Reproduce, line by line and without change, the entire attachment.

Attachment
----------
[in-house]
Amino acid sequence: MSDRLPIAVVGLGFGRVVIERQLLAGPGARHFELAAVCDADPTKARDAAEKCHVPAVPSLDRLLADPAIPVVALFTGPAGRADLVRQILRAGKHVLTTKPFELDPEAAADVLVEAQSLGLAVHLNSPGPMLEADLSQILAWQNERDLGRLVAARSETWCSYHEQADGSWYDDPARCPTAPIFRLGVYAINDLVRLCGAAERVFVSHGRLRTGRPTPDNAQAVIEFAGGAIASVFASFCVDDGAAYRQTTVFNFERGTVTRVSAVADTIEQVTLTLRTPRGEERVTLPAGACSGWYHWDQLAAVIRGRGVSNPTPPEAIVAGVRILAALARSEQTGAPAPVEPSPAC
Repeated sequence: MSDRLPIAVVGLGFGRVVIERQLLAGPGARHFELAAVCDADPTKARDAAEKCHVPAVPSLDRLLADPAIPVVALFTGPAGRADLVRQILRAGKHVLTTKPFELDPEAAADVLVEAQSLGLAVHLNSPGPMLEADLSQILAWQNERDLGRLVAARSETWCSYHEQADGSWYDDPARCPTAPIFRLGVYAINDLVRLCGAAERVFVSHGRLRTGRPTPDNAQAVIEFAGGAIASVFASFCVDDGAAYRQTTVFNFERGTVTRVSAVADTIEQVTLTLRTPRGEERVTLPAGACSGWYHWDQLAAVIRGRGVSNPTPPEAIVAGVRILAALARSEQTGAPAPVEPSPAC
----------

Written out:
[in-house]
Amino acid sequence: MSDRLPIAVVGLGFGRVVIERQLLAGPGARHFELAAVCDADPTKARDAAEKCHVPAVPSLDRLLADPAIPVVALFTGPAGRADLVRQILRAGKHVLTTKPFELDPEAAADVLVEAQSLGLAVHLNSPGPMLEADLSQILAWQNERDLGRLVAARSETWCSYHEQADGSWYDDPARCPTAPIFRLGVYAINDLVRLCGAAERVFVSHGRLRTGRPTPDNAQAVIEFAGGAIASVFASFCVDDGAAYRQTTVFNFERGTVTRVSAVADTIEQVTLTLRTPRGEERVTLPAGACSGWYHWDQLAAVIRGRGVSNPTPPEAIVAGVRILAALARSEQTGAPAPVEPSPAC
Repeated sequence: MSDRLPIAVVGLGFGRVVIERQLLAGPGARHFELAAVCDADPTKARDAAEKCHVPAVPSLDRLLADPAIPVVALFTGPAGRADLVRQILRAGKHVLTTKPFELDPEAAADVLVEAQSLGLAVHLNSPGPMLEADLSQILAWQNERDLGRLVAARSETWCSYHEQADGSWYDDPARCPTAPIFRLGVYAINDLVRLCGAAERVFVSHGRLRTGRPTPDNAQAVIEFAGGAIASVFASFCVDDGAAYRQTTVFNFERGTVTRVSAVADTIEQVTLTLRTPRGEERVTLPAGACSGWYHWDQLAAVIRGRGVSNPTPPEAIVAGVRILAALARSEQTGAPAPVEPSPAC